How animal fat got such a bad rap and what research tells us now

How is it that fat got such a bad rap? Is there anything more delicious than potatoes bubbling away in a roasting pan? Or burger juices dribbling down your arm? Or a creme brulee to finish off a celebratory meal?

Fat gives food flavour, fills you up and is essential for health, with most advice now suggesting that a third of our calories come from fat. That wasn’t always the case.

Back in the 1950s, as polio and many other infectious diseases were being defeated, United States public health experts could finally confront a sobering statistic – one in three Americans were dying of coronary heart disease.

Instead of looking at the most obvious culprit, smoking, no doubt due to big tobacco’s deep pockets and political power, doctors were pointing the finger at America’s diet high in meat, dairy and fried food. In other words, animal fats, and the role cholesterol and blood lipids played in heart attacks.

In the late 1950s, physiologist Ancel Keys began one of the longest running and most famous observational studies, comparing diet and rates of heart disease across populations.

Read more: Seven useful facts about fat

His ongoing Seven Countries Study was the first to make the connection between the Mediterranean diet, a term he coined, and low cholesterol. Dr Keys therefore surmised that a diet low in animal fats and high in fish, vegetable, nut and seed fats was the best for long-term heart health.

Problem is, Dr Keys’ study did not follow best-practice methodology and he has been accused of cherry-picking results to suit his theory. For instance, his Seven Countries Study omitted results from France, which has a traditional diet much higher in animal fats than Italy or Greece, but similarly low rates of heart disease.

A controlled clinical trial was needed to solidify Dr Keys’ theory and a colleague, cardiologist Ivan Frantz Jr, came up with a rather unethical, if clever, plan. If he could track and control the exact diets of two groups – one on an animal fat diet, the other on a vegetable fat diet – he would get a much clearer picture of the effect of different fats on heart health. 

And so, in 1968, Dr Frantz embarked on his Minnesota study of 9423 residents from six mental hospitals and one nursing home, who were randomised to a control diet high in saturated fat or an experimental diet replacing saturated fat with vegetable oil rich in linoleic acid (corn oil).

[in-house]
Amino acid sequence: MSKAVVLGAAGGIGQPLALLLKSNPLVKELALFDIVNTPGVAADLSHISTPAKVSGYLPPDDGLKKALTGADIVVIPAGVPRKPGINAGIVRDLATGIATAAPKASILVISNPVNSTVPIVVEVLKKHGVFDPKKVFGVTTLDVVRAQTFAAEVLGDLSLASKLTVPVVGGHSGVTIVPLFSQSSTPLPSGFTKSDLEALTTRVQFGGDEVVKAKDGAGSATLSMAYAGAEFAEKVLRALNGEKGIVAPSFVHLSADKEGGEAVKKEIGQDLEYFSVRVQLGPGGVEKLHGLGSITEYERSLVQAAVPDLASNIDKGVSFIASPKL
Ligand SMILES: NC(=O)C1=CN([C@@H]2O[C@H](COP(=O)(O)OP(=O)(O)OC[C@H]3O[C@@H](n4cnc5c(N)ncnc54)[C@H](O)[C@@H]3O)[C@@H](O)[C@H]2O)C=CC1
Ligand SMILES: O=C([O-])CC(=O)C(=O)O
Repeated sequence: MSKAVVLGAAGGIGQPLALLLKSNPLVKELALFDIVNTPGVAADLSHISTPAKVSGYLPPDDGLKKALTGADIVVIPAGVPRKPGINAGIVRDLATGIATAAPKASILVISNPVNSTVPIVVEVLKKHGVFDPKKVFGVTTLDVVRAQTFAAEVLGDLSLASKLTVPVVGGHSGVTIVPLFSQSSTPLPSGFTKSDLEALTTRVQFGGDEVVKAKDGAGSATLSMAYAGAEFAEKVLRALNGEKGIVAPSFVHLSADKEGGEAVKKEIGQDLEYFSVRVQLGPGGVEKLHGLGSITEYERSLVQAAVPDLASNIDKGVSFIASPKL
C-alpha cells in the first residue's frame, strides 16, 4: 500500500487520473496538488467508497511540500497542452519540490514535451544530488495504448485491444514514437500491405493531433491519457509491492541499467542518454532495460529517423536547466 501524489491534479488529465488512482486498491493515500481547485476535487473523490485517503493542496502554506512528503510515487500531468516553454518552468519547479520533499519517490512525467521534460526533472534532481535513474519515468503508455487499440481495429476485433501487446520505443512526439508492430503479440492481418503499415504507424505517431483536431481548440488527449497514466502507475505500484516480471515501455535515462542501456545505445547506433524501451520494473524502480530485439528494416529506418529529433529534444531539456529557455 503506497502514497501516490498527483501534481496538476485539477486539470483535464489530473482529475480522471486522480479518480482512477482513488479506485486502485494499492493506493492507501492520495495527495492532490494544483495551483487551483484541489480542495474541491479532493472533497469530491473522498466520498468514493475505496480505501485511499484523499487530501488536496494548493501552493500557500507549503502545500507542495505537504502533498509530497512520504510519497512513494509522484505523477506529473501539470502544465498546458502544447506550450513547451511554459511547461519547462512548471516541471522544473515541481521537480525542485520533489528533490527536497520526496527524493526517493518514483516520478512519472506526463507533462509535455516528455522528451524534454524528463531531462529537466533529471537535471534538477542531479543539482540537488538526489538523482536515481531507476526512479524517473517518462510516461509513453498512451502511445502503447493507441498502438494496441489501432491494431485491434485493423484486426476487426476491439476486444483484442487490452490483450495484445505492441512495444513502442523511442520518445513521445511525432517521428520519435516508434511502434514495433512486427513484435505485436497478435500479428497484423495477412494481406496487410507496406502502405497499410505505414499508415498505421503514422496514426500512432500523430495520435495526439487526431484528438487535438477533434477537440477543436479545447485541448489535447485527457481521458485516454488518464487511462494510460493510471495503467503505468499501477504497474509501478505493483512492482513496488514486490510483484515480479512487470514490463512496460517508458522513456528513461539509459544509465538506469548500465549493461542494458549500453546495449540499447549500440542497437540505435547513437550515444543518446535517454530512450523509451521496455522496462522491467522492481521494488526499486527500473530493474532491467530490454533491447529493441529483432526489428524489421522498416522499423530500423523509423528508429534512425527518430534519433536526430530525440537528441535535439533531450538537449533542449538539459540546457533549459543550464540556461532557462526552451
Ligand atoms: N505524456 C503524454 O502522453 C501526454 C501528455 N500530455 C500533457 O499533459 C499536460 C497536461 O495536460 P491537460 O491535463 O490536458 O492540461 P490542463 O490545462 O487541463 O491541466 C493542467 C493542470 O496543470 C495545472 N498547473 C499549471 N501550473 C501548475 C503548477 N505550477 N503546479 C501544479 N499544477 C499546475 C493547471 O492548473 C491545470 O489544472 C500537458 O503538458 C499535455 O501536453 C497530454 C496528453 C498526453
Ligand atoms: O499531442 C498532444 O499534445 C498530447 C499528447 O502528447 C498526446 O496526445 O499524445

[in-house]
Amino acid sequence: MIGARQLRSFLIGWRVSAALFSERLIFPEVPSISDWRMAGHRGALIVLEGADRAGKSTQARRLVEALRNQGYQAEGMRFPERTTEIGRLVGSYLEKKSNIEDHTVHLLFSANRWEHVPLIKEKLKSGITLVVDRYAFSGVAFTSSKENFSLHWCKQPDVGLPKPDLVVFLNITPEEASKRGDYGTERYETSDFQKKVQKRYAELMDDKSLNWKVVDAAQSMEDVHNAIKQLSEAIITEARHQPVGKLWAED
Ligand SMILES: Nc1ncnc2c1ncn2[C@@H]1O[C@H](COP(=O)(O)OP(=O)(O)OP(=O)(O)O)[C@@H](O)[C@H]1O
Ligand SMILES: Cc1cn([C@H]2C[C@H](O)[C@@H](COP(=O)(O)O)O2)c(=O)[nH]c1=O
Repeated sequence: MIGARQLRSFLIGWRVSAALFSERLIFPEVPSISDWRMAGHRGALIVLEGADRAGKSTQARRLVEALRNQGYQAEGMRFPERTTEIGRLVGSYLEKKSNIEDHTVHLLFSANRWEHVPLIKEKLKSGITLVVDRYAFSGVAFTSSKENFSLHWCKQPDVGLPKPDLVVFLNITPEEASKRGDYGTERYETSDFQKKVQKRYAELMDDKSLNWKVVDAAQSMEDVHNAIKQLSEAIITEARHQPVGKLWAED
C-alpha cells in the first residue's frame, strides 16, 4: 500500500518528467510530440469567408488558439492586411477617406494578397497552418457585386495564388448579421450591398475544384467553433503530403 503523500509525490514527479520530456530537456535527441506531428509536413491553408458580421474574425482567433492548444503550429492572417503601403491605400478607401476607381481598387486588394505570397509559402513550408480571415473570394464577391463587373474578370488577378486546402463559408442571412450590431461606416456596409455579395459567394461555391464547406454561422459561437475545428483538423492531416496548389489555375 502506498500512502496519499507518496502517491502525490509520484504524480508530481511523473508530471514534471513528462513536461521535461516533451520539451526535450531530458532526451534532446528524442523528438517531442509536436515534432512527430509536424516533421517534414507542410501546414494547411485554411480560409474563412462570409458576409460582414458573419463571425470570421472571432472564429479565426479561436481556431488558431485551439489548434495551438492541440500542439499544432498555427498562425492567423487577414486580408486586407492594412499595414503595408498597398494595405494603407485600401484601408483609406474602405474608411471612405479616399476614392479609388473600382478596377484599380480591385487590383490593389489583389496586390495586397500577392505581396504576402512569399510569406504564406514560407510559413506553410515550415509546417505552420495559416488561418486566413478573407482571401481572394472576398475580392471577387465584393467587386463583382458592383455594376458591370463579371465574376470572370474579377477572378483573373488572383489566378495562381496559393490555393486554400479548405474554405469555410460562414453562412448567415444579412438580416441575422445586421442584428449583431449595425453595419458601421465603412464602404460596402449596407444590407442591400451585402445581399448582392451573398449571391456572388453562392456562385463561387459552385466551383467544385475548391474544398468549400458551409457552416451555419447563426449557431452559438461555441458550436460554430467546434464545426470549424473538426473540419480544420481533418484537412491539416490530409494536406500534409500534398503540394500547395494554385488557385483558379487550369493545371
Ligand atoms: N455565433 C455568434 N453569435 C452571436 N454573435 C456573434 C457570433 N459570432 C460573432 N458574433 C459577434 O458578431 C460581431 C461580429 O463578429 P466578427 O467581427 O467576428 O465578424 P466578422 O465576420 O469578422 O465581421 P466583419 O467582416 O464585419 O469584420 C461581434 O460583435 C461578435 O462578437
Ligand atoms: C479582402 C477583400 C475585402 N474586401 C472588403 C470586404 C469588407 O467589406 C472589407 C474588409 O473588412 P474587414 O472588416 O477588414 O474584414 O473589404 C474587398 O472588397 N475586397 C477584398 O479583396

Dr Frantz wanted to demonstrate that the vegetable oil diet would lead to lower cholesterol levels and improved health outcomes over time.

Read more: An egg a day?

But the major findings in fact showed that swapping animal fats for industrialised vegetable fats (now known as trans fats) increased mortality. Dr Frantz quietly parked the results in his basement, just as Dr Keys’ theory of animal fats bad, vegetable fats good, was gathering pace. 

Dr Frantz’s results were finally released in 1989, when low-fat diets were all the rage and the industrial food complex was packing its products with trans vegetable fats, salt and sugar to replace the rich flavour of fat.

That trend is now considered integral to the staggering rise in obesity, as carbohydrates replaced fats in modern Western diets.

Nina Teicholz, author of The Big Fat Surprise, says animal fats probably do not, after all, have an effect on cardiovascular mortality.

Read more: Weird food fads

“Swapping the naturally occurring saturated fats in animal foods for industrially produced vegetable oils may have been a huge mistake. And the more we know about vegetable oils – their inflammatory effects and tendency to oxidise when heated – should make us reconsider whether this has been a good swap,” she said.

US cardiovascular researcher James DiNicolantonio has the last word: “Eat real food as close to nature as possible, then all of us would be a lot better off.”

Four types of fat explained
Monosaturated: fat molecules that have one unsaturated carbon bond in the molecule – a double bond. Plant-based oils such as olive, canola, peanut and sesame contain monounsaturated fats that are typically liquid at room temperature but start to turn solid when chilled. This is a ‘good’ oil, with high-density lipoprotein (HDL), which is great for the heart.

Polyunsaturated: similar benefits and molecular structure to monosaturated fats, but includes omega-3 and omega-6 fats from fish oil, soybean, seaweed, edamame (the Japanese diet is high in this oil). Also note that Dr Frantz’s corn oil is polyunsaturated before processing.

Saturated: fat molecules that have no double bonds between carbon molecules because they are saturated with hydrogen molecules. Mostly sourced from meat and dairy, this fat is typically solid at room temperature, and has a ‘bad’ tag because it floods the bloodstream with low-density lipoprotein (LDL), the cholesterol that can lead to heart attack and stroke.

Trans: cheap to produce and long-lasting, trans fats are mostly created in an industrial process that adds hydrogen to liquid vegetable oils to make them more solid, so they can be heated repeatedly. They make our fish and chips extra tasty but partially hydrogenated oils are no longer generally recognised as safe for human consumption as they lift LDL cholesterol and lower HDL.

Do you follow a low-fat diet? How does it affect your health? Why not share your experiences in the comments section below?

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Written by Rebecca Tolan

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